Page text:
Growing gourmet and medical mushrooms

Paul Stamets. Growing gourmet and medical mushrooms. - Ten Speed Press, 2000

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Содержание

1. Mushrooms, Civilization and History

2. The Role of Mushrooms in Nature

3.Selecting a Candidate for Cultivation

4. Natural Culture: Creating Mycological Landscapes

5. The Stametsian Model: Permaculture with a Mycological Twist

6. Materials fo rFormulating a Fruiting Substrate

7. Biological Efficiency: An Expression of Yield

8. Home-made vs. Commercial Spawn

9. The Mushroom Life Cycle

10. The Six Vectors of Contamination

11. Mind and Methods for Mushroom Culture

12. Culturing Mushroom Mycelium on Agar Media

13. The Stock Culture Library: A Genetic Bank of Mushroom Strains

14. Evaluating a Mushroom Strain

15. Generating Grain Spawn

16. Creating Sawdust Spawn

17. Growing Gourmet Mushrooms on Enriched Sawdust

18. Cultivating Gourmet Mushrooms on Agricultural Waste Products

19. Cropping Containers

20. Casing: A Topsoil Promoting Mushroom Formation

21. Growth Parameters for Gourmet and Medicinal Mushroom Species

Spawn Run: Colonizing the Substrate

Primordia Formation: The Initiation Strategy

Fruitbody (Mushroom) Development

The Gilled Mushrooms

The Polypore Mushrooms of the Genera Ganoderma, Grifola and Polyporus

The Lion’s Mane of the Genus Hericium

The Wood Ears of the Genus Auricularia

The Morels: Land-Fish Mushrooms of the Genus Morchella

The Morel Life Cycle

22. Maximizing the Substrate’s Potential through Species Sequencing

23. Harvesting, Storing, and Packaging the Crop for Market

24. Mushroom Recipes: Enjoying the Fruits of Your Labors

25. Cultivation problems & Their Solutions: A Troubleshoting guide

Appendices

I. Description of Environment for a Mushroom Farm

II. Designing and Building A Spawn Laboratory

III. The Growing Room: An Environment for Mushroom Formation & Development

IV. Resource Directory

V. Analyses of Basic Materials Used in Substrate Preparation

VI. Data Conversion Tables

Glossary

Bibliography

Acknowledgments

OCR
468

DESIGNING AND BUILDING A SPAWN LABORATORY

lab's integrity. After 3-4 weeks, Oyster mushrooms will fruit within their containers, often

policy than dealing with contaminants after the
fact.

forcing a path through the closures. If unnoticed,
mushrooms will sporulate directly in the laboratory, threatening all the other cultures.

signed, the cultivator and his/her helpers

No matter how well the laboratory is deultimately hold the key to success or failure.

The laboratory's health can be measured by
the collective vitality of hundreds of cultures,
the lack of diseases, and the diversity of strains.
Once filled to capacity with the mycelia of vari-

Each individual can differ substantially in

ous species, the lab can be viewed as one

eliminated all the vectors of contamination ex-

thermodynamically active, biological engine.
The cultivator orchestrates the development of
all these individuals, striving to synchronize
development, en masse, to meet the needs of
the growing rooms.
Success in mushroom cultivation is tantamount to not cultivating contaminants.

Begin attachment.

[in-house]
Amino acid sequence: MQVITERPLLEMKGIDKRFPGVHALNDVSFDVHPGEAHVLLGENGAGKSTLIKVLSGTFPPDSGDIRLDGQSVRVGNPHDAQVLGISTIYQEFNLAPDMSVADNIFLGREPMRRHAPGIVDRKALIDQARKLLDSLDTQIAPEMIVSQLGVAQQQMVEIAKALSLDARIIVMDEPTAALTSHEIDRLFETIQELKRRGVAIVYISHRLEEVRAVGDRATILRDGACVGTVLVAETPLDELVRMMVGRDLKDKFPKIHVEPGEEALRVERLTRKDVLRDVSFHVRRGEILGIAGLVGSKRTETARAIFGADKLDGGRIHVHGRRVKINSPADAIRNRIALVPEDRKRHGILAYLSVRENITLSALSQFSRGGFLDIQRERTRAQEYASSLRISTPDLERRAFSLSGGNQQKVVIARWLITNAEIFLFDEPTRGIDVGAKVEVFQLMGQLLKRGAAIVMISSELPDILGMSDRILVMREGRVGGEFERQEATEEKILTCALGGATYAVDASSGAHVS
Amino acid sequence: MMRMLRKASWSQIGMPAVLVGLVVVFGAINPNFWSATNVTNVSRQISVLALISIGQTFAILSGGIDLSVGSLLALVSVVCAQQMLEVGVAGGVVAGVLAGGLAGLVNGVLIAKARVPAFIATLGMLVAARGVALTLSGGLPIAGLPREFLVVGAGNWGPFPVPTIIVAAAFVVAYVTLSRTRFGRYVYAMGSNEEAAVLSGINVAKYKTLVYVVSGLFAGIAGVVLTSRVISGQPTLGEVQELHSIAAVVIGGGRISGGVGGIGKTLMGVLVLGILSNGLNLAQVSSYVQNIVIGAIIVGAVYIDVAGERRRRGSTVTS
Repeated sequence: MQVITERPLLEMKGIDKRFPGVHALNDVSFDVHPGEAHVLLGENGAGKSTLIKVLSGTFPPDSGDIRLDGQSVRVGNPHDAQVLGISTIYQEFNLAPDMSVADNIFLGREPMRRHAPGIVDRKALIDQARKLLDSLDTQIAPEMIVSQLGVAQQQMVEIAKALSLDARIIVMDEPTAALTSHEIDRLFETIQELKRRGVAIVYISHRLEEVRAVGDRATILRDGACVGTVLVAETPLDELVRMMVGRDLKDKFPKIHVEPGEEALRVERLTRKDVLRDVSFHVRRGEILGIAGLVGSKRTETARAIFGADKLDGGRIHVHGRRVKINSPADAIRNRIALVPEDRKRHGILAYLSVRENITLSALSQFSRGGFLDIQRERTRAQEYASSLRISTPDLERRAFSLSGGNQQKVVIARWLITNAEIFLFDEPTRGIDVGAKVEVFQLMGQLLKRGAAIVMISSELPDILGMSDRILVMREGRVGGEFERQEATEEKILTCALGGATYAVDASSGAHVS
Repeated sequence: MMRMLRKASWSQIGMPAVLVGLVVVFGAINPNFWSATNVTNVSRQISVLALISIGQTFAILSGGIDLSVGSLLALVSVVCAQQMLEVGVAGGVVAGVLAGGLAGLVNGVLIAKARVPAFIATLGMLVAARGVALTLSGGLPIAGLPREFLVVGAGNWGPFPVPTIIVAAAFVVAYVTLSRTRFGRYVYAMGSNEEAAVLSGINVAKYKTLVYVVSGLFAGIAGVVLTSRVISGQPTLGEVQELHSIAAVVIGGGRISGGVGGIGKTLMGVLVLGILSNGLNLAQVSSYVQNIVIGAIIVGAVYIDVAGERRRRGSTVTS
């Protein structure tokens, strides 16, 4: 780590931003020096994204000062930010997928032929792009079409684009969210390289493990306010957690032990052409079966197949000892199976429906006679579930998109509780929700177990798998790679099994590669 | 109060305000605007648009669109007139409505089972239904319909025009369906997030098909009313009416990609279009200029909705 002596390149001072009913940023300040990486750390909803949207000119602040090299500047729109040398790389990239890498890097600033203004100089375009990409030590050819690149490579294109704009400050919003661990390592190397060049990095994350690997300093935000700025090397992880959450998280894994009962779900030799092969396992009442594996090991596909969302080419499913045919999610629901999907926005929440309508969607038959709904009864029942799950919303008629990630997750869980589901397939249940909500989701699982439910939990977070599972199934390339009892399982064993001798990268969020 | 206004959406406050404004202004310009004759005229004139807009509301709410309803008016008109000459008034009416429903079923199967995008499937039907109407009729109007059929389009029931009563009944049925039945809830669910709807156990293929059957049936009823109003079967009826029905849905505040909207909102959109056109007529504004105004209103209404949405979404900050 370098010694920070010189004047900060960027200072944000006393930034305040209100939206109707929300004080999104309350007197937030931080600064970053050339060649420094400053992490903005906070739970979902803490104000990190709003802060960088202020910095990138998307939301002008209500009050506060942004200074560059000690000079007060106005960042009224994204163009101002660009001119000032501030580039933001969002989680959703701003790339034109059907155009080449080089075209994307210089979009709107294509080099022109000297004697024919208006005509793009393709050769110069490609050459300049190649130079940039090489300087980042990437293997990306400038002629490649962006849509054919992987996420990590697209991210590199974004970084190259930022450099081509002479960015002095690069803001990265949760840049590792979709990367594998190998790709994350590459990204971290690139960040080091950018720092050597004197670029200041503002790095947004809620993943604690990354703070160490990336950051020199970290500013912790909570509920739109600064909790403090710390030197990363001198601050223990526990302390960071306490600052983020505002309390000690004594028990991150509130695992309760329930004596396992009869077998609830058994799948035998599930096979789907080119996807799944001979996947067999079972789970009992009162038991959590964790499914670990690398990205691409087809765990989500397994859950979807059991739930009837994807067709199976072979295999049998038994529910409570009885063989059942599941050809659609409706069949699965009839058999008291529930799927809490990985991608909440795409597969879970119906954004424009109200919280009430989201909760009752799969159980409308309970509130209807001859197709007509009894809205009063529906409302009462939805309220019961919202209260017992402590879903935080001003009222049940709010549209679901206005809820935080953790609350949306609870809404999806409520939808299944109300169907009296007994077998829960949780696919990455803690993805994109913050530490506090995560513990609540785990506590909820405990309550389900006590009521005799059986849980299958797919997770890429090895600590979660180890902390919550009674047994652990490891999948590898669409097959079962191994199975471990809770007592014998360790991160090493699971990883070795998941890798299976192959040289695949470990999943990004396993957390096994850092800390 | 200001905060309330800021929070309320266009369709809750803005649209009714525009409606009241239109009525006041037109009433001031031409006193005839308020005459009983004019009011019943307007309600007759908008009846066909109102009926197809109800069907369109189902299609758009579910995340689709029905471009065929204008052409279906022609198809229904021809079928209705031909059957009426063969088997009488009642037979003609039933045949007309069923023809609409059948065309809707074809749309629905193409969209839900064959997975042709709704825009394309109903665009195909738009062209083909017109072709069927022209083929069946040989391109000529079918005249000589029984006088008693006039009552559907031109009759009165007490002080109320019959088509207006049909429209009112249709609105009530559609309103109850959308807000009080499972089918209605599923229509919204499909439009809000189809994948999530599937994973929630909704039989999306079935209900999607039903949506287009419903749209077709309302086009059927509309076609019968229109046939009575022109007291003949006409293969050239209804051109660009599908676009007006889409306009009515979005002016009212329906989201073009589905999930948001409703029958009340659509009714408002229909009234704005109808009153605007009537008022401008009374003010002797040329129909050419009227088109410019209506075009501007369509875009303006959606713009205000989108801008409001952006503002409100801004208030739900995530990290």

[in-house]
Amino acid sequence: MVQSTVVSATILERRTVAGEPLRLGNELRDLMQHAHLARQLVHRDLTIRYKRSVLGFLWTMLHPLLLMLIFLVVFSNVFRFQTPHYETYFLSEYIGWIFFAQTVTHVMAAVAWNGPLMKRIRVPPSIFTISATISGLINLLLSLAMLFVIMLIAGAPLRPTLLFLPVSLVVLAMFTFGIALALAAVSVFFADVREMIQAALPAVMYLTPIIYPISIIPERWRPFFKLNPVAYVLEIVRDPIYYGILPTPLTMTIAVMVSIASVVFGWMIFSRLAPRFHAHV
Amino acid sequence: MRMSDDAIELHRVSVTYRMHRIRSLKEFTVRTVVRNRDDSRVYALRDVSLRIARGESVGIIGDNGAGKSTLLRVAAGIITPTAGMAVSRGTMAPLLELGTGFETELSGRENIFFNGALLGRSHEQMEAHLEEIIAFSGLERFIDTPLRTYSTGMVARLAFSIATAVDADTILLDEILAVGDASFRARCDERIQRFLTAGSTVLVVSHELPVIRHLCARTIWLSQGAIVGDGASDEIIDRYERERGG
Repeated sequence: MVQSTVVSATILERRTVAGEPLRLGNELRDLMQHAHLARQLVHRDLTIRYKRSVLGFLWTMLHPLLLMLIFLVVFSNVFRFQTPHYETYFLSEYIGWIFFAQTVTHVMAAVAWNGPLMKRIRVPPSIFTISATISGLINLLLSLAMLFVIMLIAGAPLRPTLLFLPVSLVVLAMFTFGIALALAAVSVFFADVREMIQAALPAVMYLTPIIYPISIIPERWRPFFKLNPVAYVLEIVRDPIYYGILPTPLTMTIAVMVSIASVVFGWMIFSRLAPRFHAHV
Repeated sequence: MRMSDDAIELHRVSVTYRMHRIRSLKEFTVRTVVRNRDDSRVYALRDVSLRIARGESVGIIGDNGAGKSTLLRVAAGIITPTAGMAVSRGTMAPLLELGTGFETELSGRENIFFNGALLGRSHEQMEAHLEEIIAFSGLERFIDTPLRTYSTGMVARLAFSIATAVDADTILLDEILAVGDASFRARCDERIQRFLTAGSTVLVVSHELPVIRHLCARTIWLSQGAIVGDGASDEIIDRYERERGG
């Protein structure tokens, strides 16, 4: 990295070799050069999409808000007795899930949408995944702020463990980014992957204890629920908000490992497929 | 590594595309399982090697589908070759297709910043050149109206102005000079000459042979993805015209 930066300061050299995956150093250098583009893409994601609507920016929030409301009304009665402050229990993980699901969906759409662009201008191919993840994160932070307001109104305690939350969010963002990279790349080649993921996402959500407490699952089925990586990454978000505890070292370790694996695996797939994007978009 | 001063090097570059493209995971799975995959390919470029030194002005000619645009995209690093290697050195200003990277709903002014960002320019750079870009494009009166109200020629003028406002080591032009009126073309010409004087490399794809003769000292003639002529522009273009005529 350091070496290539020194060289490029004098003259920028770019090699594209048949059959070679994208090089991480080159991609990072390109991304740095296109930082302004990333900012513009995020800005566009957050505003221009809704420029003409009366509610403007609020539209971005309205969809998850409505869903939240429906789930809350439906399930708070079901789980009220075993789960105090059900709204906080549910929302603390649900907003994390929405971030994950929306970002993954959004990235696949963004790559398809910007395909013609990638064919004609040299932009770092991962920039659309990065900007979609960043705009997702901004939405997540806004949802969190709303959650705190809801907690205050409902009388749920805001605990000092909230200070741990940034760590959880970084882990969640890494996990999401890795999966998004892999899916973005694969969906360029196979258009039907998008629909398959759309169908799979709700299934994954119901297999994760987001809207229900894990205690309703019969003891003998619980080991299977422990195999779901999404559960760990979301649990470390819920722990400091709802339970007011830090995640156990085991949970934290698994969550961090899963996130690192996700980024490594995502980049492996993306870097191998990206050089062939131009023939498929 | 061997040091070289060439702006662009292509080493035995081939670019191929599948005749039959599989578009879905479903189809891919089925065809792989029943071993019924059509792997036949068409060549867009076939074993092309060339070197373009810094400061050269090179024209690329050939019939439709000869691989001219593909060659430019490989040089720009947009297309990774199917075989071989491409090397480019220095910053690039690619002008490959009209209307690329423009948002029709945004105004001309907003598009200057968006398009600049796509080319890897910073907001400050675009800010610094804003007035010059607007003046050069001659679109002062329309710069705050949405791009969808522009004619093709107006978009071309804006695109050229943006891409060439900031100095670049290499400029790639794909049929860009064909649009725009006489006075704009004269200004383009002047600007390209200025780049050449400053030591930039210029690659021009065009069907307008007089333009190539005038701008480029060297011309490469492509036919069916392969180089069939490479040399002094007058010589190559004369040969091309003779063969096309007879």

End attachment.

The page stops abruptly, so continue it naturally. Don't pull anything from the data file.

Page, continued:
Confounding success is that you, the caretaker
cultivator, are resplendent with legions of mlcroflora. Individuals vary substantially in their
microbial fall-out. Smokers, pet owners, and
even some persons are endemically more contaminated than others. Once contamination is
released into the laboratory, spores soon find
suitable niches, from which a hundred-fold
more contaminants will spring forth at the earliest opportunity. As this cycle starts, all means
must be enacted to prevent outright mayhem.
Contamination outbreaks resemble dominos
falling, and is soon overwhelming to all but the
most prepared. The only recourse is the mandatory shutting down of the entire
laboratory—the removal of all incubating cul-

tures, and the necessary return to stock
cultures. After purging the lab of virtually everything, a strong solution of bleach is used for
repetitive cleaning in short sequence. Three
days in row of repetitive cleaning is usually
sufficient. Clearly, prevention is a far better

their potential threat to a clean room. Here's a

poignant example. At one time when contamination was on an upward spiral, I had
cept one: the MCU's, mobile contamination
units—which includes people and other mobile

organisms. Determined to track down the
source, I brought in an expensive airborne particulate meter, used commonly by the

computer industry to judge the quality of
clean rooms. This unit measured airborne
contamination per cubic meter through a
range of particle sizes, from .10 microns to
>10 microns.
Several fascinating results were observed.
One obvious measurement was that, in a calm

air room, 100 times more particulates were
within one foot of the floor than were within a
foot of the ceiling. Truly, the air is an invisible
sea of contaminants. What was most surprising
was the contamination fall-out from each employee. Standing each employee in the
airstream coming from the laminar flow bench,
I recorded downwind particle counts. The contamination source was immediately identified:
an employee was generating nearly 20 times

the contamination fall-out than anyone else.
The dirty employee was summarily banned
from the laboratory. Soon thereafter, the integrity of the laboratory was restored... The lesson

learned— that humans carry their own universe of contaminants—and are the greatest
threat to clean room integrity.

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